We all value our time and the meetings we attend can either be a positive or negative use of that time. Irrespective of whether our meetings are face to face or online with our teams, the time we spend in them can leave us with a sense of whether or not the meeting was worthwhile. The Return on Time Invested, or ROTI for short as suggested by Esther Derby is a great way to help teams discover how much value is coming out of those meetings.
What is the Return on Time Invested (ROTI) in Agile Retrospectives?
A ROTI is an easy way of gauging how much value each meeting participant perceives their meeting delivered. Just prior to the close of the meeting, attendees are invited to rate their experience using a simple 1-5 rating method to assess whether they feel that the time they spent in the meeting was worthwhile.
Just as icebreakers are a great way to open meetings, ROTI’s are a great way to close them; they help wrap up the session and draw focus on what could be done better next time.
Generally, it’s best to give participants the opportunity to provide their response anonymously and independently, as this creates a psychologically safe space in which they are more likely to be honest and their feedback is less likely to be influenced by others.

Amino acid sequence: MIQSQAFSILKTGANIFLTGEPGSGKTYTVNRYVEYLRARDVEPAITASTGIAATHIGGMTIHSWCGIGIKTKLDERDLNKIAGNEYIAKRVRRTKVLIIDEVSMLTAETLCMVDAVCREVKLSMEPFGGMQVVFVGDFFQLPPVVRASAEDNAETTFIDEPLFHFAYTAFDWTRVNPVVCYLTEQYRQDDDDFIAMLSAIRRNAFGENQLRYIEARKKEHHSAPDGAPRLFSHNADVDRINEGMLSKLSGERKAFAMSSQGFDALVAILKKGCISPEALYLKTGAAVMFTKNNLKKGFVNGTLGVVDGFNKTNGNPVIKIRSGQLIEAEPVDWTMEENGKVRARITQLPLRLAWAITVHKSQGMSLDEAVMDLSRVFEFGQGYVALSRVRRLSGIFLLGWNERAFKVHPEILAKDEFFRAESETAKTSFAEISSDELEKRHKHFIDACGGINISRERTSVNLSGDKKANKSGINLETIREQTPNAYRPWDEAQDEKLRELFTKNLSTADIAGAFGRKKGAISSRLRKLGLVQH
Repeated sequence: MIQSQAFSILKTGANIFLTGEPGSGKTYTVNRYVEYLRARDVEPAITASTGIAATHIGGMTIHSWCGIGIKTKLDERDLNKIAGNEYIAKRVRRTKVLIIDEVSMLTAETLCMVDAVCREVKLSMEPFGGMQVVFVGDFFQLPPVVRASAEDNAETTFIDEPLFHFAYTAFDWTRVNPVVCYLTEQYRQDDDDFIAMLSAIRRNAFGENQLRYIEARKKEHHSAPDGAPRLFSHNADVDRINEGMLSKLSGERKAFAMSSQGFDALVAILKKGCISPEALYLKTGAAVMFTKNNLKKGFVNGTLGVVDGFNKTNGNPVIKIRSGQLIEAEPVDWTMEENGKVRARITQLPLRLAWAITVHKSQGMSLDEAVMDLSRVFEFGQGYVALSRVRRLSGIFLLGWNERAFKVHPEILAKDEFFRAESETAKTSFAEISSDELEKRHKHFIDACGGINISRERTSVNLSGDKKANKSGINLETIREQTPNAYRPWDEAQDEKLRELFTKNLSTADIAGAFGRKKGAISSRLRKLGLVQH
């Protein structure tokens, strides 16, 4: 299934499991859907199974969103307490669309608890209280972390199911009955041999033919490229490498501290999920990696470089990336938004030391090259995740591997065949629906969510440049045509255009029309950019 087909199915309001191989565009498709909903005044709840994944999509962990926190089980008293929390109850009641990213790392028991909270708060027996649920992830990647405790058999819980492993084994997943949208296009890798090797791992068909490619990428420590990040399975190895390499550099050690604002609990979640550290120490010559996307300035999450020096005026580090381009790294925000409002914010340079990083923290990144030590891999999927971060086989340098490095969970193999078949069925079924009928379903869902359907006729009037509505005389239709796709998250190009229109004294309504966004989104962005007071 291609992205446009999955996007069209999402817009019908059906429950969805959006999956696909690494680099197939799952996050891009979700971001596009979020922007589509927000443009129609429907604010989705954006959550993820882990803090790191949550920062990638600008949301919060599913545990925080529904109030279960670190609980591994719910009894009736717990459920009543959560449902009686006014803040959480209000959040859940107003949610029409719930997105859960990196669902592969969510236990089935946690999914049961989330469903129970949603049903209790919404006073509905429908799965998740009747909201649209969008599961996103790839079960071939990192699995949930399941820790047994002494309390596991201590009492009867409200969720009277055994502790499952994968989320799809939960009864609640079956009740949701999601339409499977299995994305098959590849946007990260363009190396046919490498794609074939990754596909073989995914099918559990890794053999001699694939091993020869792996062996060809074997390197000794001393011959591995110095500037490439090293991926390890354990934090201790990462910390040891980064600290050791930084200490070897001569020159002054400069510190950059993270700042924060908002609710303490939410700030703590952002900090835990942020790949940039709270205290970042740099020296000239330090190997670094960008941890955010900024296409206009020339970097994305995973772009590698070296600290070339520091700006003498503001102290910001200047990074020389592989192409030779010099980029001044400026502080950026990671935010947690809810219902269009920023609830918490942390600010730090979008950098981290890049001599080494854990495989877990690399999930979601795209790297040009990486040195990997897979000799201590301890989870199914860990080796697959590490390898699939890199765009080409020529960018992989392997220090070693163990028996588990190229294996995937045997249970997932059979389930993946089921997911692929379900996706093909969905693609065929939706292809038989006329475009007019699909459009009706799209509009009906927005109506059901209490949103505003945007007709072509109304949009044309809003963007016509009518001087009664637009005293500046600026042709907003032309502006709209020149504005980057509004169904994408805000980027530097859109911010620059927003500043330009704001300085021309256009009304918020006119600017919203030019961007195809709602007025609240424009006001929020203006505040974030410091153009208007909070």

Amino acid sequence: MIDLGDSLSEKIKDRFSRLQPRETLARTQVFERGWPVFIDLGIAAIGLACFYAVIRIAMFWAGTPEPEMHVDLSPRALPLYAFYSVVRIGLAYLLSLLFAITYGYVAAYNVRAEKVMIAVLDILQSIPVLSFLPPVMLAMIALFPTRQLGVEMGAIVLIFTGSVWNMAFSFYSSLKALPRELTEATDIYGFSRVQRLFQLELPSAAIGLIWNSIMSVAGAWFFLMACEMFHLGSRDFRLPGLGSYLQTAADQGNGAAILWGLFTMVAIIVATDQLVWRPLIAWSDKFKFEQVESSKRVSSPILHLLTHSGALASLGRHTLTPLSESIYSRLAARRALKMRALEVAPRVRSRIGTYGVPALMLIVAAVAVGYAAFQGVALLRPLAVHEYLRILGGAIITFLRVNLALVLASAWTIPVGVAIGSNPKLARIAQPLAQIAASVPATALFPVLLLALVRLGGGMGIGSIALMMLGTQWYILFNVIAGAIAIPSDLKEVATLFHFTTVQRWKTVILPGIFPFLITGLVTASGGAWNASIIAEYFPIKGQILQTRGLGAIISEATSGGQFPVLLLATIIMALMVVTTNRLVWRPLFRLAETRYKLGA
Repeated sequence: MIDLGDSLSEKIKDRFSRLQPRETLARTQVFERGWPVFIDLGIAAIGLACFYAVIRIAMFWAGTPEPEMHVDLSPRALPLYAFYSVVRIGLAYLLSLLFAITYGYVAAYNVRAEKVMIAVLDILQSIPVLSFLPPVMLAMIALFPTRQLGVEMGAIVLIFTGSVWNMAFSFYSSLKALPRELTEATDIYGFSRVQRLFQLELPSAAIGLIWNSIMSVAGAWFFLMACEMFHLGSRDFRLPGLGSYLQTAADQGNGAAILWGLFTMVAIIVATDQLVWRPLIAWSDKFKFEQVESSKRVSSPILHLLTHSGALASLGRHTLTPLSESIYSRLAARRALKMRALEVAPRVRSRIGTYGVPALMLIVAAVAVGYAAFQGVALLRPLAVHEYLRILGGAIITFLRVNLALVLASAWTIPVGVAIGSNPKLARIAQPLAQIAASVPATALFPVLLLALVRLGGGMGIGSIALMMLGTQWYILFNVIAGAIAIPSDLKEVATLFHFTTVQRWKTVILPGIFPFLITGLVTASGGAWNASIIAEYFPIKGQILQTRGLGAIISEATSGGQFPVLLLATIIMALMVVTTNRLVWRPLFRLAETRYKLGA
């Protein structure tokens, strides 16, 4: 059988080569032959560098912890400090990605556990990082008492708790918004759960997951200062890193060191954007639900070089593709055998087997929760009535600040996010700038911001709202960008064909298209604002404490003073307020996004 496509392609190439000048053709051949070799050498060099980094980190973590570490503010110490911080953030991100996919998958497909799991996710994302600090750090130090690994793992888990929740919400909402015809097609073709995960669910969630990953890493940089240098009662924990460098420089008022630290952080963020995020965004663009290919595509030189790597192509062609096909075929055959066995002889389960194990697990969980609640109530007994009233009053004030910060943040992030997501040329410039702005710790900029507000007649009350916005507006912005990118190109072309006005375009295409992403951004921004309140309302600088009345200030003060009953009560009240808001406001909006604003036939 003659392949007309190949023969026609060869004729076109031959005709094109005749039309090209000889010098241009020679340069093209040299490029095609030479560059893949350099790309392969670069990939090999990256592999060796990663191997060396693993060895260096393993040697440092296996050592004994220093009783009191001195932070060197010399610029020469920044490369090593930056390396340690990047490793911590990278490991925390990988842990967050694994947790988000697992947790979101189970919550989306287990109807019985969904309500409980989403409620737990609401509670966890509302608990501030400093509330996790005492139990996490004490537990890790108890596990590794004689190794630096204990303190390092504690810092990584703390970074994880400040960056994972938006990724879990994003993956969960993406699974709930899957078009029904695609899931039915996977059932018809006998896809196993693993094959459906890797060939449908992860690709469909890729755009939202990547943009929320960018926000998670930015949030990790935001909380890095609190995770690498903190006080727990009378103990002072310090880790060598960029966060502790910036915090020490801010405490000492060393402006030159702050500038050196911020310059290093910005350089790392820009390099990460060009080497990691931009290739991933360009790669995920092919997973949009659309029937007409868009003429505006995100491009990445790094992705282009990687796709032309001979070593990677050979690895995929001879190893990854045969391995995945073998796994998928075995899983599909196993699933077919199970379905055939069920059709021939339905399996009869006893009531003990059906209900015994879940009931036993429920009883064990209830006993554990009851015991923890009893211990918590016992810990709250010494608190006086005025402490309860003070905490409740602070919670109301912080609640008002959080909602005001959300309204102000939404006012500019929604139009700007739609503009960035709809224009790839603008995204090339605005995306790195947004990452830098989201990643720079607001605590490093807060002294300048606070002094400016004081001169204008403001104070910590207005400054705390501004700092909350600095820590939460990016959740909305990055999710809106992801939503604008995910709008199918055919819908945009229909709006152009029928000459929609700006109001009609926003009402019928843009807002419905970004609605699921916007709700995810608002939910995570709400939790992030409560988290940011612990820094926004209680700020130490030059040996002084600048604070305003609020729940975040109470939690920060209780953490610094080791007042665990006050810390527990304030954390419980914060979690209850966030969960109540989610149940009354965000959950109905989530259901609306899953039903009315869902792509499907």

Why should we rate the ROTI for our retros?
Rating your meeting’s ROTI allows you to monitor meeting effectiveness and value.
Time, whether spent or borrowed, is a valuable commodity; it can therefore be frustrating for team members if they feel the time they spend on their retrospectives could be better directed elsewhere – especially when retrospectives are a core practice of agile methodology!
Rating a meeting’s ROTI gives each team member a platform to offer their opinion on the value of the meeting and present ways to improve it. Team members are therefore given a voice and contribute to the continuous improvement of their retrospectives and health checks. This empowers the team and helps them feel more engaged in the current and future meetings creating greater participation and buy-in.
The rating of a meeting’s ROTI provides Scrum Masters with feedback they may otherwise have missed. That in of itself is a great reason to find out your meeting ROTI.
How do we rate the ROTI of the agile meeting?
TeamRetro offers you the choice to add a ROTI poll at the end of your retrospective or health check.
Each person evaluates the ‘Return’ on their own ‘Time Invested’ in the agile retrospective or health check on a scale of 1 to 5 by responding to a simple question.
Was this retrospective worth your time?
1. Definitely not. A waste of my time.
2. Not really. Useful, but not worth all of time.
3. Somewhat. I gained enough to spend my time on it.
4. Mostly. I gained more value than the time spent on it.
5. Absolutely. I gained a lot of value and it was absolutely worth my time.
Scrum master tips for using the ROTI
How do team members rate the ROTI of the meeting?